Foods You Should Avoid to Help Keep Your Teeth Undamaged

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We all know the basics of taking good care of our oral health: brushing in the morning and in the evening, flossing every day and visiting the dentist at least twice a year. However what most people miss is that the foods that we eat can contribute greatly to the vitality of our teeth. Your mother always tells you to avoid sugary foods when you’re young, and yes that still applies now. With a little bit of habit changing, you can protect your teeth for the better.

When looking into this field, we had to do some extra research. We came across this renowned periodontist (a dentist who specializes in the prevention, diagnosis, and treatment of periodontal disease, and in the placement of dental implants), Dr. Oded Bahat, when looking into the field. His expertise is in a field far more complex than simple dentistry work, he definitely has some fantastic explanatory and Q&A style videos on

If you want to take care of your pearly whites, here are the foods that you need to avoid or at least consume in moderation:

Citrus fruits

Citrus fruits and juices are known to some of the top dental destroyers. According to many dental-related studies, prolonged exposure of the teeth to citrus foods can lead to significant loss of enamel. Amongst the worst offenders include lemons and grapefruit. Even those packets of citrus powder that you drink in a glass contains significant amount of citric acid which can lead to tooth erosion.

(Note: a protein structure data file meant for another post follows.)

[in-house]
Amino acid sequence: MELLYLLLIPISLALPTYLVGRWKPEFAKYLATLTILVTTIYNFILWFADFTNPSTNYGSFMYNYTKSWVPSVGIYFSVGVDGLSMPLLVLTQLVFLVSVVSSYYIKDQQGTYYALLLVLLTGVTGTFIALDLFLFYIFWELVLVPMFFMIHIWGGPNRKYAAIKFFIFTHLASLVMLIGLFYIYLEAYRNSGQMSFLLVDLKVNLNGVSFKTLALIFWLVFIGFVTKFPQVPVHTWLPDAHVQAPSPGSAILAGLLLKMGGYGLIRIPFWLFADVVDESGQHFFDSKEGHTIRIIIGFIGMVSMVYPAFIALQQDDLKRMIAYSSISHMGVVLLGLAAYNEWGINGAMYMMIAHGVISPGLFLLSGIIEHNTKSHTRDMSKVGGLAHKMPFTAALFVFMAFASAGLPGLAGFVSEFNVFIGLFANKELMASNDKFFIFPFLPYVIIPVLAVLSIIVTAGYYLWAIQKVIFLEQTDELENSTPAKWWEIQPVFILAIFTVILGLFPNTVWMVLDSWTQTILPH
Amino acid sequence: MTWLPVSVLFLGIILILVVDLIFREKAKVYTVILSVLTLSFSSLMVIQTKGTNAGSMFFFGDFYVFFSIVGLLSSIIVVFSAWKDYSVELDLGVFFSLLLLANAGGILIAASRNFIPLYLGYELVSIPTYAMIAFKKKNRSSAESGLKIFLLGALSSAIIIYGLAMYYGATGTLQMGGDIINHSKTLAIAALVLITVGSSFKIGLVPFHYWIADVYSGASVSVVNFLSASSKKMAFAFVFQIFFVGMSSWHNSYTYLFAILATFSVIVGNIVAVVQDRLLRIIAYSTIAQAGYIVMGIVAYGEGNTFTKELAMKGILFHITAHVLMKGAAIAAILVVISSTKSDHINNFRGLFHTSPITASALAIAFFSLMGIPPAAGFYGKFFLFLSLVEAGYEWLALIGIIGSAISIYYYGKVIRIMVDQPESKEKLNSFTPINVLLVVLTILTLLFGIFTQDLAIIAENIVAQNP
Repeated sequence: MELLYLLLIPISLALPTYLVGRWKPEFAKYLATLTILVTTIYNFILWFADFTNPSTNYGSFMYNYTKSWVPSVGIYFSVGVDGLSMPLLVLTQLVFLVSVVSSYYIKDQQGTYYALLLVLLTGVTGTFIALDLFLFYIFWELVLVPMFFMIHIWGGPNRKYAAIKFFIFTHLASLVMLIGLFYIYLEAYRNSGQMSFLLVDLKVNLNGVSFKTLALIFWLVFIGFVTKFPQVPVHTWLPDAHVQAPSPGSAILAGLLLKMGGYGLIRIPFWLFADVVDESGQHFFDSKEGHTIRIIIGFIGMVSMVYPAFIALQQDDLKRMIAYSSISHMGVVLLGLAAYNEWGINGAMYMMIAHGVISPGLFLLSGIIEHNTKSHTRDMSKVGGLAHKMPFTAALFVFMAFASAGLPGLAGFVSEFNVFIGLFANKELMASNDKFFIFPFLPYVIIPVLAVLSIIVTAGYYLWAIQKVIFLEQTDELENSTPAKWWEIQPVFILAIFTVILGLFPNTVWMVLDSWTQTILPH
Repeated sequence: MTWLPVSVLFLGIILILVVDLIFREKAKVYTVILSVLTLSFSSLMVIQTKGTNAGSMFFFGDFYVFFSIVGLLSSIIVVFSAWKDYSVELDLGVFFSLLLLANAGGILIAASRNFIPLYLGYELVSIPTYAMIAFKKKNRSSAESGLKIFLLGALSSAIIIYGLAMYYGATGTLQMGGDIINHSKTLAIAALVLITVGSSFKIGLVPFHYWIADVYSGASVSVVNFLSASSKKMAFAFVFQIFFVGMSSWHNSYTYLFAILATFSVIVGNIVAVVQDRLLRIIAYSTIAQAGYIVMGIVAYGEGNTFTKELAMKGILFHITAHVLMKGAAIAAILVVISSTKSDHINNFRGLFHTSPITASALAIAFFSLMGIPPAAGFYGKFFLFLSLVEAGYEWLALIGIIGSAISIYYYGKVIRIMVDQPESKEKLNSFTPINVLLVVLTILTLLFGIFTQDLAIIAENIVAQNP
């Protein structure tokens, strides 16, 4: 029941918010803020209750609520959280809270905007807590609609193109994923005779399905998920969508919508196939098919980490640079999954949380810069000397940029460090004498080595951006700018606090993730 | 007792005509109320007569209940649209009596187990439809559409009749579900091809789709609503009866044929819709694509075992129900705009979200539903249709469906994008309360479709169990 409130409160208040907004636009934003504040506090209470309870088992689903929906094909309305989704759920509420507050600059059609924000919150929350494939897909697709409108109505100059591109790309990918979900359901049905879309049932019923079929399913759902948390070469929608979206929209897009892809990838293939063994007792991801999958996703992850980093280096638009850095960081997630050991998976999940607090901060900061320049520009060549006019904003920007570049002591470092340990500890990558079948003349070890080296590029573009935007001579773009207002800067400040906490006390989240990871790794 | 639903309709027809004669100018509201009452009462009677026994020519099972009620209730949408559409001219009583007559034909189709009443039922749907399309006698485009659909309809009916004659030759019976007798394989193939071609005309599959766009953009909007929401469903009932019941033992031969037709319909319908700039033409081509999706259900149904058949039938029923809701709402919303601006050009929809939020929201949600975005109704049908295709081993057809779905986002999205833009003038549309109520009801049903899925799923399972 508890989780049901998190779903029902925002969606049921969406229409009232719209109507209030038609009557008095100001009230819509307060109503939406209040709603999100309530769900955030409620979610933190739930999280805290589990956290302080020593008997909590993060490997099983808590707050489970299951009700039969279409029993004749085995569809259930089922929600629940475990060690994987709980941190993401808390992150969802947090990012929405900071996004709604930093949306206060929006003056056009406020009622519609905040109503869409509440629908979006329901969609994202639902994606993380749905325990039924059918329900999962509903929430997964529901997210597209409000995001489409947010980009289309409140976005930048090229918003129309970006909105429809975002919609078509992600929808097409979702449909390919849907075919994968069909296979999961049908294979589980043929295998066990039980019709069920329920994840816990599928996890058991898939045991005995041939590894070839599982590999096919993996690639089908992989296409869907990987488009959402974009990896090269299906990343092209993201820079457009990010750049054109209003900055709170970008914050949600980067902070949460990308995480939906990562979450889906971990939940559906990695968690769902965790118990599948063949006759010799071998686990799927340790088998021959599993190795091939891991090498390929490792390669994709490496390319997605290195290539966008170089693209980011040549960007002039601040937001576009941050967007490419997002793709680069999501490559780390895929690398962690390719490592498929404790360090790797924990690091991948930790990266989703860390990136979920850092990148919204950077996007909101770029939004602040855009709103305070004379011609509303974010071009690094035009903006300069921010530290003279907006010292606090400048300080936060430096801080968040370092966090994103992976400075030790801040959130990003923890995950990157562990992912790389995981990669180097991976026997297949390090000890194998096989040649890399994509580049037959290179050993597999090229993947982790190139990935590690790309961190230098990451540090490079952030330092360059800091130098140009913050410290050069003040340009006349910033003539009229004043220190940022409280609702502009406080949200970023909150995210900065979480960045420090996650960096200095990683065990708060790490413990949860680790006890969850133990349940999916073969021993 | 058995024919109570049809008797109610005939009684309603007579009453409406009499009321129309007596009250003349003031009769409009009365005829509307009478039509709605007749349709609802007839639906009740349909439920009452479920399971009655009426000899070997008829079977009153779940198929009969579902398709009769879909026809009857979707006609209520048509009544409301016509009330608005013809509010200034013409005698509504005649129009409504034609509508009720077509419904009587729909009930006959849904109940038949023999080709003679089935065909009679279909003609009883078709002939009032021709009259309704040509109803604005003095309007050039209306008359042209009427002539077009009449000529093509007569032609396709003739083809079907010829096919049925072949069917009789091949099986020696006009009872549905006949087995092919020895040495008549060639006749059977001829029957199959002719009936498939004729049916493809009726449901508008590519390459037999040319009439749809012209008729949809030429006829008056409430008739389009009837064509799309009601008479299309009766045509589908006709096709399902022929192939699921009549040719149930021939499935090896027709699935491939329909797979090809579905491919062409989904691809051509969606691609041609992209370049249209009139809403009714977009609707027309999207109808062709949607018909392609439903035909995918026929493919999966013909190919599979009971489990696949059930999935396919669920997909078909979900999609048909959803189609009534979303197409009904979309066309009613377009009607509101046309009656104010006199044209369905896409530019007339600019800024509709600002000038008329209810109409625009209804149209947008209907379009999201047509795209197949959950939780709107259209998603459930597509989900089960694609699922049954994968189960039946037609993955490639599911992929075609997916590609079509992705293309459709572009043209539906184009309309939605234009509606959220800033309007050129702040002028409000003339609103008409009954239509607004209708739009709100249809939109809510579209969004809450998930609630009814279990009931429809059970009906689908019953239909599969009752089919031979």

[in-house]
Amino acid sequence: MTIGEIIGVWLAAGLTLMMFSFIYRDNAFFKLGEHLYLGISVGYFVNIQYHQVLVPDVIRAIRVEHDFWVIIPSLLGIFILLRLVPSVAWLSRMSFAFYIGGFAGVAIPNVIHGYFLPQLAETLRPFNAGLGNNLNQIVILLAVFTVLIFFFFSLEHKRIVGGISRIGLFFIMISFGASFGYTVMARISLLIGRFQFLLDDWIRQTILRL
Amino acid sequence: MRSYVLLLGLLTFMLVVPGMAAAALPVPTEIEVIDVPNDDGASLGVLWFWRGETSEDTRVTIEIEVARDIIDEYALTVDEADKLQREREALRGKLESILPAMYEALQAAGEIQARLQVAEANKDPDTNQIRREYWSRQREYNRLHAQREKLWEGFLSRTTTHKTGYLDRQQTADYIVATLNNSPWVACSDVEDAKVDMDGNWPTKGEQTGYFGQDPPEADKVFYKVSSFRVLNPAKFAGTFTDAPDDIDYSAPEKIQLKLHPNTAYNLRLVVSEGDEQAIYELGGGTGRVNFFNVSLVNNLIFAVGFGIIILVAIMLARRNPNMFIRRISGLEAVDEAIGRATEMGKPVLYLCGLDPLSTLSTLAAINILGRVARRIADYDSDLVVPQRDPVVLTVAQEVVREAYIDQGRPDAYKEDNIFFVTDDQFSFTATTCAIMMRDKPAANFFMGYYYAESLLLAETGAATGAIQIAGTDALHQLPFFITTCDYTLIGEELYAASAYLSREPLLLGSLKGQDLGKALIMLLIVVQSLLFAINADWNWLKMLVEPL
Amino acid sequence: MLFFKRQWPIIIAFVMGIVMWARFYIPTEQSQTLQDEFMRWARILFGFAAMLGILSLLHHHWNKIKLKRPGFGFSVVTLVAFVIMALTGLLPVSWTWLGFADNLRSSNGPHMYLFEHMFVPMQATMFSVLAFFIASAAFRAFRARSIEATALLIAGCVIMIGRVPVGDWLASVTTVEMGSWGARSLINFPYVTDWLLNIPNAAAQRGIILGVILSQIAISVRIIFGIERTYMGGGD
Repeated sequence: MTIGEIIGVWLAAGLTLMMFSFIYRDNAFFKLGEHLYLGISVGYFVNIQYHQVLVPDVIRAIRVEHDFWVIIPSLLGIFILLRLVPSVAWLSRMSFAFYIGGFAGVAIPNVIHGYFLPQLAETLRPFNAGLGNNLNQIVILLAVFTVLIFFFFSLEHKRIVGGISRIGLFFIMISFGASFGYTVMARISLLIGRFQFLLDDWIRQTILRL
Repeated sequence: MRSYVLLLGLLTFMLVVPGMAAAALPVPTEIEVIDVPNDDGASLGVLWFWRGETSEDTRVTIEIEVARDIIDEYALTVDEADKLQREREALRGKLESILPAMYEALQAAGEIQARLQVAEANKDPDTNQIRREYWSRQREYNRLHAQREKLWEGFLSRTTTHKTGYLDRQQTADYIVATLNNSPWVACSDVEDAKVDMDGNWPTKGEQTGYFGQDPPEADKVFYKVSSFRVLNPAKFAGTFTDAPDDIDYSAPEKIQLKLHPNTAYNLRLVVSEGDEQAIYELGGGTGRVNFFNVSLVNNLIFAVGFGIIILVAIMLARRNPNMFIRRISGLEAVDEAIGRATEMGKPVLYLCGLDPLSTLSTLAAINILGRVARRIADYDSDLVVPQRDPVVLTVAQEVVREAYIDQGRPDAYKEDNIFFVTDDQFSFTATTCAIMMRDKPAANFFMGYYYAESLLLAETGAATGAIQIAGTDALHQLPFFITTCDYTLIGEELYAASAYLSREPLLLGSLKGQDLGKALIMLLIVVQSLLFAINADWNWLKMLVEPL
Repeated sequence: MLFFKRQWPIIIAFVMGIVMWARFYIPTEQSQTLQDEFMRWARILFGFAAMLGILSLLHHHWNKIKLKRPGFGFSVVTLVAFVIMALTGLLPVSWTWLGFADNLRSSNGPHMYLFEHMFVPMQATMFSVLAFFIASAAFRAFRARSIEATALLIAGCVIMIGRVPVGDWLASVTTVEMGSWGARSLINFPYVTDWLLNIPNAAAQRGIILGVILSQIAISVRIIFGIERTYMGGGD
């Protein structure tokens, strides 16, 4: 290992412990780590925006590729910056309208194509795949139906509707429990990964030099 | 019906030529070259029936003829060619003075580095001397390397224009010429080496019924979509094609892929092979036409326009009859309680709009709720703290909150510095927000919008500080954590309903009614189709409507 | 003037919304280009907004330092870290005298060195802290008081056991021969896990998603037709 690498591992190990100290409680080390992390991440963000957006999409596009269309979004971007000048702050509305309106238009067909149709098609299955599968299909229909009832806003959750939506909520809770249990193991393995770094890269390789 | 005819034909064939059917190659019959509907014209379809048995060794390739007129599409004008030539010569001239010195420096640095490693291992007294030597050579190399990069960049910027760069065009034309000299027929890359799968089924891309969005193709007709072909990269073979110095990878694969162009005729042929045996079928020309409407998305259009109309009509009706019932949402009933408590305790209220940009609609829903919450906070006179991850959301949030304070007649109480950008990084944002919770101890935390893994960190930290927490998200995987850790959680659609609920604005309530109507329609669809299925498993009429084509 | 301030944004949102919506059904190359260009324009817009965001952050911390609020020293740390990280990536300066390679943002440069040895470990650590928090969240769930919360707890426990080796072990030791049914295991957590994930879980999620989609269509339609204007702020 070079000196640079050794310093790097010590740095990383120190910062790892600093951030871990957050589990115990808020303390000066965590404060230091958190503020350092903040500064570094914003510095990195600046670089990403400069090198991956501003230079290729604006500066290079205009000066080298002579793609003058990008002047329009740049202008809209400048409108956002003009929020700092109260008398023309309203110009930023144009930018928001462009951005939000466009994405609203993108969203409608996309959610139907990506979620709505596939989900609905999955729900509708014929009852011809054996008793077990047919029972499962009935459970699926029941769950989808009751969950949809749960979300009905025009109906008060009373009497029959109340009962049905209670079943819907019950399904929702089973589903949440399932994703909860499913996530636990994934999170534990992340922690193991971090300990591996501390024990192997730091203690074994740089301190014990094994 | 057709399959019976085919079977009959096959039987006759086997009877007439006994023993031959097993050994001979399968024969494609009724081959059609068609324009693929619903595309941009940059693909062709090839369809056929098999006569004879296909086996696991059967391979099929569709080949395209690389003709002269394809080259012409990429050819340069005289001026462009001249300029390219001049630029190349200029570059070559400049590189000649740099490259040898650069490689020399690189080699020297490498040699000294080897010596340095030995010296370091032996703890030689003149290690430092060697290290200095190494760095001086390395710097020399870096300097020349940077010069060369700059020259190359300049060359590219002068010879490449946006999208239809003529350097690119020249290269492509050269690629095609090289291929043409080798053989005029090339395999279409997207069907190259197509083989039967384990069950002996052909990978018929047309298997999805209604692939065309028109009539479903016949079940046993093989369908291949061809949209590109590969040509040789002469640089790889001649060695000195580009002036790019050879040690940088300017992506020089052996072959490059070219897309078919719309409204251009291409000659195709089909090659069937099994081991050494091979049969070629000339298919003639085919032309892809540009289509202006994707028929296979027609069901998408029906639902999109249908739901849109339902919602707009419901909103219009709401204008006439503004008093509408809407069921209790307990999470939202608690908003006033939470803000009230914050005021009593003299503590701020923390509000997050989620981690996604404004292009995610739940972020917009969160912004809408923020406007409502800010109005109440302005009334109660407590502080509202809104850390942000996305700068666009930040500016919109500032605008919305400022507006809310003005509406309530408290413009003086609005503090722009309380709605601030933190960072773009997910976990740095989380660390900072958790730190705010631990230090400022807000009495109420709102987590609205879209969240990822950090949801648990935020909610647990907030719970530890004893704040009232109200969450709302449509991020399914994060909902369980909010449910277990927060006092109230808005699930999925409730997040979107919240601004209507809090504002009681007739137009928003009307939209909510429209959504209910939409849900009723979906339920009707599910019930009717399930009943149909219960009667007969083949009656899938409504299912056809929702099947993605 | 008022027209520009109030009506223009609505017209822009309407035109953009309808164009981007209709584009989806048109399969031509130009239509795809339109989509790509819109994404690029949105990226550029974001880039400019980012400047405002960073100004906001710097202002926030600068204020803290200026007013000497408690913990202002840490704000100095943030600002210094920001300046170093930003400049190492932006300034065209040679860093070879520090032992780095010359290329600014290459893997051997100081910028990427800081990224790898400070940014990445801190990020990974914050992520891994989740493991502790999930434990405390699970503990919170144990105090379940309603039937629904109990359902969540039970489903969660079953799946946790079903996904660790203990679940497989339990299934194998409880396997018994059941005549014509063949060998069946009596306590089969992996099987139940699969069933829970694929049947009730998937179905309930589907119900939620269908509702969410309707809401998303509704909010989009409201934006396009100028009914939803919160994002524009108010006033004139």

Soda / Soft Drinks

We all know that soft drinks contain a lot of sugar. But it’s made only worse because they also contain acids that are harmful to the teeth. If you are going to drink sodas, make sure that you drink it all at once while having a meal. This is opposed to sipping it for extended periods of time. Even the sugar-free variant is now safe for your teeth. This goes for sports and energy drinks as well.


All in all, coffee and tea are healthy beverage choices. However, many people can’t resist adding sugar to their favorite drink. The caffeine in tea and coffee can lead to dry mouth and frequent drinking can lead to some serious staining. If you can’t pass on your coffee or tea, make sure you drink plenty of water while drinking and keep the add-ons like sugar to a minimum.


Alcohol consumption leads to dehydration and dried mouth. Constant alcohol consumption can reduce your saliva flow over time. This can result to tooth decay as well as other oral infections and gum diseases. Excessive alcohol consumption also increases your risk of getting mouth cancer.

If you care about your oral health, make sure you actively avoid these foods or at least, indulge in moderation.



For more information on Dr. Bahat (pictured above), click the picture to connect with him on FB and learn more about him and his craft.